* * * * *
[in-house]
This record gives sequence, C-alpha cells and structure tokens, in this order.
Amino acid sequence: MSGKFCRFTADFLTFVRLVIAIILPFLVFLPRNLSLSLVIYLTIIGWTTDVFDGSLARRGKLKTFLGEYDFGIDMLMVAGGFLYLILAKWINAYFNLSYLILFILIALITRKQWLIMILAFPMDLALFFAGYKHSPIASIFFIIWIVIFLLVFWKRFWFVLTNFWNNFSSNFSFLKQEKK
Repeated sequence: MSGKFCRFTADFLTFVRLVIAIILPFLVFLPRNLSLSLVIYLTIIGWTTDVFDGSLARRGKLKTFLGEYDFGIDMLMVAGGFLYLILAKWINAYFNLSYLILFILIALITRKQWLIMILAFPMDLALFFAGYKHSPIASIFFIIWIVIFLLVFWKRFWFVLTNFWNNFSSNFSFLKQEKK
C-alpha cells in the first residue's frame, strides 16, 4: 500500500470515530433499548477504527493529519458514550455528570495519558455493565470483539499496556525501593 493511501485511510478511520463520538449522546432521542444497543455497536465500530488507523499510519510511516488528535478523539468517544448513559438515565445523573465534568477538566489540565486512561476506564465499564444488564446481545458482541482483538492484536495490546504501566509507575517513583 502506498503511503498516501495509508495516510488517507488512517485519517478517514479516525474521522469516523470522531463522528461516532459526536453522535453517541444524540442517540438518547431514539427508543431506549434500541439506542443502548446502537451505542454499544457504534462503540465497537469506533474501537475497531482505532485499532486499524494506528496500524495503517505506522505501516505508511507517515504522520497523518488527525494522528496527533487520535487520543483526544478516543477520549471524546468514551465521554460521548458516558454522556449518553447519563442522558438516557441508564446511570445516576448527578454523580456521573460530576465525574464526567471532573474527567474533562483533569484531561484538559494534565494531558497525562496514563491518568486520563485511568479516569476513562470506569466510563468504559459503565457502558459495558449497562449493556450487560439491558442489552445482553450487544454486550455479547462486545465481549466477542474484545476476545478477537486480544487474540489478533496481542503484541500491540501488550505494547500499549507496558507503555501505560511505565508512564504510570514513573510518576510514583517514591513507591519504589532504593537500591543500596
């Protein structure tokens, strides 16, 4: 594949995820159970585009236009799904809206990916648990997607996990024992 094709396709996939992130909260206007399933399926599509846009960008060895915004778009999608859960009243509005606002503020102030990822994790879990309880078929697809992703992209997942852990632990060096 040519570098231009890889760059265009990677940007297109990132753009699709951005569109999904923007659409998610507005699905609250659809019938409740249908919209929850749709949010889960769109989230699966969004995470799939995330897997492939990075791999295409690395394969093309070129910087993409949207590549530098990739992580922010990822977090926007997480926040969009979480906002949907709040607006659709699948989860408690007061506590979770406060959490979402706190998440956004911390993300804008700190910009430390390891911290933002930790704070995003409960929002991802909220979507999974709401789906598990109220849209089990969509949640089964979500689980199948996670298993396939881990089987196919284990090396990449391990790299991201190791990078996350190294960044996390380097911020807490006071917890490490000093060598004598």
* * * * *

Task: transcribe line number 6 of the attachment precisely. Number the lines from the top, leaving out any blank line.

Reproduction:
């Protein structure tokens, strides 16, 4: 594949995820159970585009236009799904809206990916648990997607996990024992 094709396709996939992130909260206007399933399926599509846009960008060895915004778009999608859960009243509005606002503020102030990822994790879990309880078929697809992703992209997942852990632990060096 040519570098231009890889760059265009990677940007297109990132753009699709951005569109999904923007659409998610507005699905609250659809019938409740249908919209929850749709949010889960769109989230699966969004995470799939995330897997492939990075791999295409690395394969093309070129910087993409949207590549530098990739992580922010990822977090926007997480926040969009979480906002949907709040607006659709699948989860408690007061506590979770406060959490979402706190998440956004911390993300804008700190910009430390390891911290933002930790704070995003409960929002991802909220979507999974709401789906598990109220849209089990969509949640089964979500689980199948996670298993396939881990089987196919284990090396990449391990790299991201190791990078996350190294960044996390380097911020807490006071917890490490000093060598004598």